Dimitri Shostakovich (Russian, 1906-1975): Violin Concerto no. 1, cadenza
A “cadenza” in a concerto is an interlude in which the soloist plays alone without the orchestra. Usually, it is an opportunity for the soloist to “show off” their virtuosity, and has little musical weight. But this cadenza is a crucial part of the structure of this piece, almost a movement in itself. I first heard Oistrakh’s (for whom the piece was written) performance of this cadenza on a PBS special about the violin. His pacing is masterful, starting almost static, and then building gradually, terrifyingly, to the entrance of the orchestra. I was completely sucked in. This is not music to be enjoyed lightly; one could not describe it as “pleasant,” in the traditional sense.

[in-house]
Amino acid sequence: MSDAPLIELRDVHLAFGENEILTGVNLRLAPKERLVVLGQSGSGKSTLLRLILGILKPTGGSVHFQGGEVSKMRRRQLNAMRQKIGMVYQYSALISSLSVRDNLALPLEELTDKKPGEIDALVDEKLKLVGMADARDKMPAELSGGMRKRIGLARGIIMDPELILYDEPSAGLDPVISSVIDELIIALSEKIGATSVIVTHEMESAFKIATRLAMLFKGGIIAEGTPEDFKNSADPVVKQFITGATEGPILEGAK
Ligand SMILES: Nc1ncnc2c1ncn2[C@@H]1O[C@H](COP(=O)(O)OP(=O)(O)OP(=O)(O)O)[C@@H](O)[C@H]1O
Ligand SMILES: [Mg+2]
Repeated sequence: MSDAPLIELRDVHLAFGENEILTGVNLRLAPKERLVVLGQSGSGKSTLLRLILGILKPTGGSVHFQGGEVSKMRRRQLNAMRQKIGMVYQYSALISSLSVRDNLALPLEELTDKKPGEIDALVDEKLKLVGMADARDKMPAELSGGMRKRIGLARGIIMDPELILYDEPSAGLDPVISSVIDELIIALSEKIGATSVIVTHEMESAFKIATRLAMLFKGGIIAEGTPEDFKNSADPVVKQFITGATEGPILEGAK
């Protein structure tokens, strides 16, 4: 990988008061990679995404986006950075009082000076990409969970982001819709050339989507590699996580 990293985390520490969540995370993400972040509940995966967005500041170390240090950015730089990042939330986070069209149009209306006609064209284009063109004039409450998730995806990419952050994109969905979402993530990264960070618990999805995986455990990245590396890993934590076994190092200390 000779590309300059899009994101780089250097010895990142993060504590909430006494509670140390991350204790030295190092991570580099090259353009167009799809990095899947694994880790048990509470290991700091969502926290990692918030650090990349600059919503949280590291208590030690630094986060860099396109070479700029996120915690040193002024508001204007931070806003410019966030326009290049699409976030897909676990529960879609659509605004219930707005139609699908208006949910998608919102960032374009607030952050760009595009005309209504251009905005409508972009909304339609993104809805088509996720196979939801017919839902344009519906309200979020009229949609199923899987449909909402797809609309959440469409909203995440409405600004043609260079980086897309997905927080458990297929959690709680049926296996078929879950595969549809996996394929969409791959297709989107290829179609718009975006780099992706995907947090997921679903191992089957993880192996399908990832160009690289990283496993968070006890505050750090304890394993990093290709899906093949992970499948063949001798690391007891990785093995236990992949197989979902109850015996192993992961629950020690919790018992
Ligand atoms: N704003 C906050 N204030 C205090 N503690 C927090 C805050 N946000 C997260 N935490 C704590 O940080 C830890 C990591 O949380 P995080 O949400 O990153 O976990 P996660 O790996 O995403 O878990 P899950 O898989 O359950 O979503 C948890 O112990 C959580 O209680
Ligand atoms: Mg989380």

Much of the music of Shostakovich can be understood in terms of his relationship with his country and its government. He lived a lot of his life in terror of Stalin, who killed many friends and family members. Stalin’s disapproval of Shostakovich’s compositions could well have been a death sentence. The violin concerto was written during a period of strict censorship, and so it wasn’t premiered until after Stalin died.
(Parents: I am leaving it to your judgement how much of these “blurbs” you share with your children, and what is age-appropriate for them, especially with a difficult subject like Shostakovich. But everyone can listen to all music and understand it at their own level.)
The cadenza happens from about 28:13-32:38 (I recommend giving yourself at least a minute lead in so you can hear how the cadenza is set up. Of course you can watch as much as you want!)